When voters were asked to name the issue they cared most about, 38% listed the nation's economy. Another 33% of voters cited a too large and too powerful federal government. Seventeen percent said the federal budget deficit was their top issue, while 9% said abortion was.
Almost half of Gingrich voters cited economic concerns as their priority, ahead of the 44% of Romney supporters. About one-third of Romney and Santorum voters said the size and power of the federal government was their top issue.
The Republican presidential contest has been unsettled so far, but in Illinois, 72% said they were satisfied with the field of contenders, compared with 26% who weren't satisfied.
Romney voters were the most satisfied at 82%, while Paul backers were the least satisfied with their options, at 44%.
Although the poll measured the preferences of Republican voters statewide, the real battle in Illinois is for the 54 national nominating convention delegates who will be directly elected by voters from among the state's 18 congressional districts.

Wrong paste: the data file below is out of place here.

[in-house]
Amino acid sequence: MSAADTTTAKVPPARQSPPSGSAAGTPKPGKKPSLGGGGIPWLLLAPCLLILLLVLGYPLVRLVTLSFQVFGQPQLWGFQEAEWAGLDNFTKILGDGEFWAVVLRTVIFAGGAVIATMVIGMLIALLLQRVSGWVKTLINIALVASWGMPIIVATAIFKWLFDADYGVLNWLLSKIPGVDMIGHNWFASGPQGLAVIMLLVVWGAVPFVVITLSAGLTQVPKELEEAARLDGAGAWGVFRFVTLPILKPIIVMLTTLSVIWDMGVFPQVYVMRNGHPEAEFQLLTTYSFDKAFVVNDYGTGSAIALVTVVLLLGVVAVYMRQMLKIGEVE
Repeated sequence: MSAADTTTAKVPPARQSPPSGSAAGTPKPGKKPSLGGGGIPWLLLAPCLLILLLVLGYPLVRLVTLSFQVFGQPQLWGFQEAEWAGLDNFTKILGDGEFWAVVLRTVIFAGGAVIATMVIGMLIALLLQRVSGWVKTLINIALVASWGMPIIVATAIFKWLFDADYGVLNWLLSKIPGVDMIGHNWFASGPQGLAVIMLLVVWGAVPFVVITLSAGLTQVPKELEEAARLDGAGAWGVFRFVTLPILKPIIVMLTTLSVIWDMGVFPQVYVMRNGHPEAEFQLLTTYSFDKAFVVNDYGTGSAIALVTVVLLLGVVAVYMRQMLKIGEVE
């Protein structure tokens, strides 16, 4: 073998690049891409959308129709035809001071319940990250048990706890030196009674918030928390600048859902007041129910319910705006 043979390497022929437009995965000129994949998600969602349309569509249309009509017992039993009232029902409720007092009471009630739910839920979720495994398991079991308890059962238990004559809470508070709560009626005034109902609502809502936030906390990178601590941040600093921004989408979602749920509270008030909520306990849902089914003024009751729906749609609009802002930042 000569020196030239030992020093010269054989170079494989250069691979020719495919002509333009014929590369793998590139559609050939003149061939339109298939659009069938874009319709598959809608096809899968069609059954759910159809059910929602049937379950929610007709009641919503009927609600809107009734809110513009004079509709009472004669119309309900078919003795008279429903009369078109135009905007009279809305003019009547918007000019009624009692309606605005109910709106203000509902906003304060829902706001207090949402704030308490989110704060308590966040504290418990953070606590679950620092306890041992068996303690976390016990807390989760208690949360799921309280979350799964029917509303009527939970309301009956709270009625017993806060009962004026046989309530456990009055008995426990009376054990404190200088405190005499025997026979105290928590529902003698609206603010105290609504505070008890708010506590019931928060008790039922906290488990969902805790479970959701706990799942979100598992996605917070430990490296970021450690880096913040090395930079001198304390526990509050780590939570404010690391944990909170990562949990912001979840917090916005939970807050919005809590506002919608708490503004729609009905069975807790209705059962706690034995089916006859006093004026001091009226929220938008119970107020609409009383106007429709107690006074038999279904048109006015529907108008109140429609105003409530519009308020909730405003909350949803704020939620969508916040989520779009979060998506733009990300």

In many previous primaries, convention delegates were awarded proportionally based on the popular vote in the state or in congressional districts. That's not the case in Illinois.
Votes in the state's Republican primary cast a preference vote for president, but it is known as a "beauty contest" with no delegates awarded. Instead, voters will see on their ballot local candidates running for convention delegate with a presidential preference listed in parentheses.
That puts Santorum at a disadvantage because his Illinois campaign team did not file a full slate of delegates, unlike his three competitors. Santorum is 10 delgates short, including in the new 5th Congressional District that features Republican strongholds such as Oak Brook and Hinsdale, and the Downstate 13th District.